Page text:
U of M-developed 911 protocol saves woman & child
First documented life saved through Giesbrecht's 911 submerged vehicle protocol
A Florida woman and child are lucky to be alive thanks in part to a 911 emergency response protocol developed by University of Manitoba professor Gordon Giesbrecht.
As reported by NBC 2 WBBH News, Nicole Swink pulled her car over at the end of a road in Naples, Fla. when her foot got stuck between the gas and brake, and her car went into the canal. A three year-old boy she was babysitting was with her in the vehicle at the time.
With water quickly entering the car, Swink called 911. The Collier County dispatcher on the other end relayed instructions—instructions developed by Giesbrecht—which saved Swink and the child’s life.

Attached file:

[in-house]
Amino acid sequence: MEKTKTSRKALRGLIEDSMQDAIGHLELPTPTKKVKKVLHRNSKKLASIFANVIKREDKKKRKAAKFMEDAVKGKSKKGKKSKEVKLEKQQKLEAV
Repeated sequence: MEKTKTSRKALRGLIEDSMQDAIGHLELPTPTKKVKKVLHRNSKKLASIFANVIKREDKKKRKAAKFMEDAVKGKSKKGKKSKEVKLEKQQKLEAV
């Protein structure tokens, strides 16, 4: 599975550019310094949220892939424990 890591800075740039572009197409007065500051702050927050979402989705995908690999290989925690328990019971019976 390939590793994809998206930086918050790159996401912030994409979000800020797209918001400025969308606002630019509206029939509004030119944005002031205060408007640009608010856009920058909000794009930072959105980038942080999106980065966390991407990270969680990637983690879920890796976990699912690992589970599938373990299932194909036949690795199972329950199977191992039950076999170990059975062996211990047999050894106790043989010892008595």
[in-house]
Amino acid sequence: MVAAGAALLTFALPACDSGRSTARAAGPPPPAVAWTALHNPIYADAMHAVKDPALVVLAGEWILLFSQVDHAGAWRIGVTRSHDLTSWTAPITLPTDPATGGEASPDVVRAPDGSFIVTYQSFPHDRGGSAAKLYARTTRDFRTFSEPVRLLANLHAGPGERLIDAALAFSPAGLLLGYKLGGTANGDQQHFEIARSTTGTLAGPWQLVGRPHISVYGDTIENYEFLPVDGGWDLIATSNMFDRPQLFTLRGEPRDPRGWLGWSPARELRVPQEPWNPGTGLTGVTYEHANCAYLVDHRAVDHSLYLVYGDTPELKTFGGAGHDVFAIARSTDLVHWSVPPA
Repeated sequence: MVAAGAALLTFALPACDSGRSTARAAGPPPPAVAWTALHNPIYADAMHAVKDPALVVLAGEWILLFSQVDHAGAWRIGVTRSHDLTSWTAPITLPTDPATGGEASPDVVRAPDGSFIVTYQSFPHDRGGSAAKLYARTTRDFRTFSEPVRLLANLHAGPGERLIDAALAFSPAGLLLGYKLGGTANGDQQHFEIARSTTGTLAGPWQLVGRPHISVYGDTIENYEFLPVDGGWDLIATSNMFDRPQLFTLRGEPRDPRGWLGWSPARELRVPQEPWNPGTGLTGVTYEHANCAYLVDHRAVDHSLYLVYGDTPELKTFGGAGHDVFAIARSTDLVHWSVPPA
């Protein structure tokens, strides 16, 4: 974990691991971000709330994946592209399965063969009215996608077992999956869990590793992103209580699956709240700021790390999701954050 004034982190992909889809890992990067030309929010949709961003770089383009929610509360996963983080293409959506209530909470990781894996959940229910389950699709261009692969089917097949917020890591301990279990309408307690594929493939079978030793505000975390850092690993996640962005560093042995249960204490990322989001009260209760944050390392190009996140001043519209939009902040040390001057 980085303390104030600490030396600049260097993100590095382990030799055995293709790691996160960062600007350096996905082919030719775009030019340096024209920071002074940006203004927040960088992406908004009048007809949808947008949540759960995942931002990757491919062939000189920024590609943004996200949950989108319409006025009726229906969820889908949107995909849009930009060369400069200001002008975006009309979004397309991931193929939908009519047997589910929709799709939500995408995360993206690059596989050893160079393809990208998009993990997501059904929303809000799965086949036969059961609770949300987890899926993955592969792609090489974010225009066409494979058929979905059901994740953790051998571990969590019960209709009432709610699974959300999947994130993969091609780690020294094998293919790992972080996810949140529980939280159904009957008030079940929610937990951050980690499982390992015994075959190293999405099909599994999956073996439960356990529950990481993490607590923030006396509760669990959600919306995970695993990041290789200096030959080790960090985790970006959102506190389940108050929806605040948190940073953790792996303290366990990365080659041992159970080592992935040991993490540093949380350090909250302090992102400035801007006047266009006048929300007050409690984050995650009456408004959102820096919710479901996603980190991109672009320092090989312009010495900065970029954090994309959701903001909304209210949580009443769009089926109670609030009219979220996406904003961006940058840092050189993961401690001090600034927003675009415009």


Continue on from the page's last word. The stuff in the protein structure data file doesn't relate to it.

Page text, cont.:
Giesbrecht says he’s pleased his protocol saved its first lives since being adopted by Priority Dispatch Corporation, an outfit responsible for providing 911 protocols for approximately 60 per cent of the English speaking world, including Collier County.
“It worked just like it was supposed to,” says Giesbrecht, a physiologist and professor in the Faculty of Kinesiology and Recreation Management.
Interestingly, if you’re vehicle is submerging, Giesbrecht says you shouldn’t even think about using your phone. Once your vehicle starts to sink, you have about one minute to escape. Instead, it’s vital to remember this plan: Seatbelts. Children. Windows. Out.
“Knowing how to get out of a submerged car could really be the Stop, Drop and Roll of the 21st century. We know how to act if we are on fire. Now, we need to learn the process for getting out of a vehicle that’s underwater,” Giesbrecht adds.